"I must've put a decimal point in the wrong place or something. Shit, I always do that. I always mess up some mundane detail." -- Michael Bolton, Office Space.
And so it is with me. I consider myself a fairly good programmer, but I always make the most ridiculous mistakes, that usually cost me hours or days in debugging. Case in point:
packet.handler creates a process to mimic the environment required for traditional filesystems. The structure of the startup code for these processes is the same as everywhere else in AROS - create the process and have it wait around until signalled by the main (creating process) to run.
For some reason though, whenever my newly created processes called WaitPort() the whole thing would segfault. I chased this around for over two days. Then, in desperation, I started writing a small program to try and capture just the relevant pieces of this setup for testing. In these cases I usually copy by hand rather than doing a real clipboard copypasta, so I make sure my brain sees all the code as I go.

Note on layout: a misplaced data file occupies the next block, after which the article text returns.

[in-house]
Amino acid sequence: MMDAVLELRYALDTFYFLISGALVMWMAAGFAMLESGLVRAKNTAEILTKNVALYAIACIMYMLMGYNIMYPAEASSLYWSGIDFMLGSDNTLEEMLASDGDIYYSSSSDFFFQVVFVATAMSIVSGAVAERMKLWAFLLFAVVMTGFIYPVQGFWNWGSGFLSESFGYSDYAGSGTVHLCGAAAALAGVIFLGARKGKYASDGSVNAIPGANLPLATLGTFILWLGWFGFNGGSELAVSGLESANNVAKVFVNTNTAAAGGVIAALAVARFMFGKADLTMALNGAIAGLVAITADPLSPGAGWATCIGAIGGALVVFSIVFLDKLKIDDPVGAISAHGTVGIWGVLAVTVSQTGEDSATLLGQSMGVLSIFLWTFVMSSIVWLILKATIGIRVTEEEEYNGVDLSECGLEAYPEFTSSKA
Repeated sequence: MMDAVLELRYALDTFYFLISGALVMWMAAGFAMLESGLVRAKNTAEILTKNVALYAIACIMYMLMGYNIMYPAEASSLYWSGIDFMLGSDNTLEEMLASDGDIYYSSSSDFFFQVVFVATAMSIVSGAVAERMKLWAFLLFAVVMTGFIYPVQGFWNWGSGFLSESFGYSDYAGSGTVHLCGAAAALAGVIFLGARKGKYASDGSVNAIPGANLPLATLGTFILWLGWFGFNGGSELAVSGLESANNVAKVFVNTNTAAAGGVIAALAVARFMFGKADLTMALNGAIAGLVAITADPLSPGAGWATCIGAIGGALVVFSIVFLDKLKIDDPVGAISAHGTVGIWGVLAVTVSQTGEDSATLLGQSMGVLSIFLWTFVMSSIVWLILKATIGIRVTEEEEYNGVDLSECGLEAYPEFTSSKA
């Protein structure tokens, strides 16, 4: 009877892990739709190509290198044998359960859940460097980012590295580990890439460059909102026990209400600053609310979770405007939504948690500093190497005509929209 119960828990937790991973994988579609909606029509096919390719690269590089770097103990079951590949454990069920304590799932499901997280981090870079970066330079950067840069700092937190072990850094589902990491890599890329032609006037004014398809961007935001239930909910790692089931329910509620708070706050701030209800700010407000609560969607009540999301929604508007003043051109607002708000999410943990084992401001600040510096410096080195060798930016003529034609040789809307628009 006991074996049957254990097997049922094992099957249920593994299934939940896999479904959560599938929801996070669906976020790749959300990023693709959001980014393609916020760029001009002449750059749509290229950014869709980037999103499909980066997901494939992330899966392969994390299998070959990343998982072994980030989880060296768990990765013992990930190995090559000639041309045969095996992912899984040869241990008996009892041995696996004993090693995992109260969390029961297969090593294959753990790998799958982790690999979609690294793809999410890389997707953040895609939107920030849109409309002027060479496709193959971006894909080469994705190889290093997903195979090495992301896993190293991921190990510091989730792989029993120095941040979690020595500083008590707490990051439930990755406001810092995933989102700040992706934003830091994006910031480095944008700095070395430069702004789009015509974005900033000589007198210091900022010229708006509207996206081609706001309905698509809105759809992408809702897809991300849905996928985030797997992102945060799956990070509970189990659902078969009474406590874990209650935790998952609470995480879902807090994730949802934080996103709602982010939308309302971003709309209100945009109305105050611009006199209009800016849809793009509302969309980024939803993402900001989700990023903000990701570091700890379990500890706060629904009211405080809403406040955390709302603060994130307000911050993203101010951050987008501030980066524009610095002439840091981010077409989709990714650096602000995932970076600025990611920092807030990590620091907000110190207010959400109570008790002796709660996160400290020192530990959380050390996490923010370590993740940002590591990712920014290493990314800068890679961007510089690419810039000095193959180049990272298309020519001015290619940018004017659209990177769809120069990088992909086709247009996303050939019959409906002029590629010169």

As I was copying, I noticed something that clearly wasn't going to work, so I fixed it on the fly. A few seconds later, my brain kicked in. Sure enough, the same problem appeared there. Same fix, recompile, run. No crash!
The problem? CreateNewProc() returns a pointer to the newly created process. I store this in an (effectively) global chunk of memory. The new process was accessing this chunk of memory to get its process structure, but of course, it was doing this before CreateNewProc() returned in the main process. Invalid piece of memory, crash!
The solution is easy. Have the new process call FindTask() to get hold of its process structure, and all is well.
Avoiding this kind of thing is kiddie stuff for multithreaded programming. I've done this hundreds of times before. Its simple, and thus exactly the kind of thing I screw up.